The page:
We need accessibility action

And we need it now

The latest WebAIM Million has come out. For those who are unaware, it is an automated accessibility evaluation of the top 1 Million home pages. While it is an automated test which only finds a subset of accessibility barriers, its results can at least show us trends:

  • Average errors per home page went slightly down to 50 errors.
  • 96.3% of home pages still have easily detectable WCAG failures. That is only a decrease of 1.5% in four years.
  • 96.1% of errors fall in six categories:
    • Low contrast text
    • Missing alternative text for images
    • Empty links
    • Missing form input labels
    • Empty buttons
    • Missing document language
  • The use of ARIA (Accessible Rich Internet Applications) has increased a lot. And home pages that use ARIA are more likely to be inaccessible.

The shocking truth is, that we cannot make the web accessible at a rate of 5000 websites per year. There are gigantic Diversity, Equity, and Inclusion programs, and they barely make a dent in the actual accessibility of websites. Where are the commitments, where are the action plans? It’s just the home page, we should have shamed — sorry, encouraged — people to at least get their home pages in order.

Also, the 96% of issues that are found on websites? These are not new requirements. They all have been around since WCAG 1.01 which was released in 1999 and will celebrate its 24th birthday in May. The same principles have been carried over in the 2.0 and 2.1 standards released in 2008 and 2018.

A quarter of a century and basic accessibility is not met by 96% of home pages. I find this fact embarrassing. Mostly as a web developer because fixing those six issues can be learned in a day. If you are a web developer who does not know how to fix them, read these two excellent articles from Hidde now: Post 1, Post 2.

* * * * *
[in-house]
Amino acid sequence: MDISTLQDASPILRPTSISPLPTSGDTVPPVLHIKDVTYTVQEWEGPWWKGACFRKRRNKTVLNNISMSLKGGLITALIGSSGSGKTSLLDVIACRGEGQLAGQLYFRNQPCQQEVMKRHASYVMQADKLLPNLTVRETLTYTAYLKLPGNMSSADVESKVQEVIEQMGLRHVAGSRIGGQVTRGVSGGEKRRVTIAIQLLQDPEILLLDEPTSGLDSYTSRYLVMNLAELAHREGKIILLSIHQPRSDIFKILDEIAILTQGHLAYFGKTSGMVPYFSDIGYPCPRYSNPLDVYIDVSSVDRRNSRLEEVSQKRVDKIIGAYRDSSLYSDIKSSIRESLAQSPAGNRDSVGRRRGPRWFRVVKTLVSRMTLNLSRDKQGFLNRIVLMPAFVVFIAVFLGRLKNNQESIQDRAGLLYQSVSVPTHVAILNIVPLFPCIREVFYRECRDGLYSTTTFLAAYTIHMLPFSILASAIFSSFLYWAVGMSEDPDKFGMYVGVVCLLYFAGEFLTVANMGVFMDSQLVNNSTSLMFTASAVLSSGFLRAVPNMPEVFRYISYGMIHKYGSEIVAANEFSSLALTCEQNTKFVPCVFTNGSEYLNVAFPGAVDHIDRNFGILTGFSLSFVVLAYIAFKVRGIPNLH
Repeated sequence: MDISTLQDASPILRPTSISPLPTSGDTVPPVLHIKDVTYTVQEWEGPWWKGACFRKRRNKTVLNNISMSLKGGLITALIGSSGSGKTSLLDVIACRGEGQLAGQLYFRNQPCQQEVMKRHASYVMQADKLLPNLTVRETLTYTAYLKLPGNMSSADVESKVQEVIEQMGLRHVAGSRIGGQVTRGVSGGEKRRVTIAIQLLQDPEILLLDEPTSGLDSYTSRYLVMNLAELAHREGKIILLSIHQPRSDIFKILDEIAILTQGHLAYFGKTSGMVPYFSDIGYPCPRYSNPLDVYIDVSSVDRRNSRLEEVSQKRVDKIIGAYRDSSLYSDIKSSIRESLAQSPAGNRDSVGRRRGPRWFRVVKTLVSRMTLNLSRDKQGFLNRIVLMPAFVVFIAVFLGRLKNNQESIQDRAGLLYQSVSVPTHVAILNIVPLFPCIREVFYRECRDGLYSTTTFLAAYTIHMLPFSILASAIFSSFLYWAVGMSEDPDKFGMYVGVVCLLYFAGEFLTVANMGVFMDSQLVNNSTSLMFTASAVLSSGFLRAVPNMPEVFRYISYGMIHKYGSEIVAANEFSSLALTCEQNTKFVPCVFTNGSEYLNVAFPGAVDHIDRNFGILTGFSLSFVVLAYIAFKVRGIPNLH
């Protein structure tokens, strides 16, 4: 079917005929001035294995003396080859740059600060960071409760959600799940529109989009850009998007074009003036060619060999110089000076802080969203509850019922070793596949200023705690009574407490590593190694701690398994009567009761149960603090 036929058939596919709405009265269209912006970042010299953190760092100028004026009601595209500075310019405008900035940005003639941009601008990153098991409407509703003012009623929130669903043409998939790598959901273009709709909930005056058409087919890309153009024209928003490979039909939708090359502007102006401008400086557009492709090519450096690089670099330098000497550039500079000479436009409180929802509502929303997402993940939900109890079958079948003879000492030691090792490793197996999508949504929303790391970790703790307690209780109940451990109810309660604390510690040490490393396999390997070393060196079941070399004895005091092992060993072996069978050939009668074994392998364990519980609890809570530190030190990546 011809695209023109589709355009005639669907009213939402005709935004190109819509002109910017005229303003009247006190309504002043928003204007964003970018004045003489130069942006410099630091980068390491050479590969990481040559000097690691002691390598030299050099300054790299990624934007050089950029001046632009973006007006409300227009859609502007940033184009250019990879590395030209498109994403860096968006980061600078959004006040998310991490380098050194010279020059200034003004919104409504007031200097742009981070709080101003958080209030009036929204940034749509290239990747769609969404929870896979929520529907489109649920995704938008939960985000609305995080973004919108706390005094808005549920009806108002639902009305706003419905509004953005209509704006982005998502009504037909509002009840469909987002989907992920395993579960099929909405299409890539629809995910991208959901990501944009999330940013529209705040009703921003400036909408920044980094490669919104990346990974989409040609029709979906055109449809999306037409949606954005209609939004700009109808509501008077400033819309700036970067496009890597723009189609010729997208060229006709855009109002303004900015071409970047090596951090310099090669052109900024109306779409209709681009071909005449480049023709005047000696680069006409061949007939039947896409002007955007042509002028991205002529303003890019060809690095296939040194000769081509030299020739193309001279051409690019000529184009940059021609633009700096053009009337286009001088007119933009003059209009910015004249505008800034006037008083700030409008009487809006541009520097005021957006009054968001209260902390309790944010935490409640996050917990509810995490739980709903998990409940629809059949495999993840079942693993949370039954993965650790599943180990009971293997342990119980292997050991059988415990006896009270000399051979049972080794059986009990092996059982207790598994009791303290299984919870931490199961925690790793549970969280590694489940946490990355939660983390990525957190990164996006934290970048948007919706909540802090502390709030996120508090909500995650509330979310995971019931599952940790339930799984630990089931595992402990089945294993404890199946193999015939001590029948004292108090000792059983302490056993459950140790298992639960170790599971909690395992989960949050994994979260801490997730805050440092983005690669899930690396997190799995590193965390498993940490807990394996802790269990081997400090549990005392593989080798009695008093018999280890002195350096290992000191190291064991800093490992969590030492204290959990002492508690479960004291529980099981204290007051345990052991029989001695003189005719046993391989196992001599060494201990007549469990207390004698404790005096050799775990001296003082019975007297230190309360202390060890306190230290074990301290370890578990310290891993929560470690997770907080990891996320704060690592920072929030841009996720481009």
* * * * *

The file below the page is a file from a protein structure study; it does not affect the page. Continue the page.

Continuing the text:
But I also find it embarrassing for web accessibility. We should have better strategies to educate people about the issues, provide them with actionable feedback and make sure that issues are effectively addressed.

For other issues, we should explore how to minimize the impact on disabled people by using browsers to mitigate issues. A ramp built into a train will generally be more available than a situation where every stop needs to provide its own ramp.2

Mitigation for low contrast text could be done by the browser directly: Fixa11y is a browser plugin that detects low contrast text and adjusts it to meet minimum or even high contrast scenarios. If this was built into browsers, it would take the burden from implementors, and allow users to customize their experience.

But the browser cannot do everything. Alternative texts need to be customized and fit into the page and context where they are. Automated image recognition is getting better, but it is far from context-aware enough to rely on it daily. That said, it is technically possible to add a default, maybe very detailed description to image files, especially if they are package files. Those detailed image descriptions would travel with the file and be available as a fallback option in case no context alternative text is provided.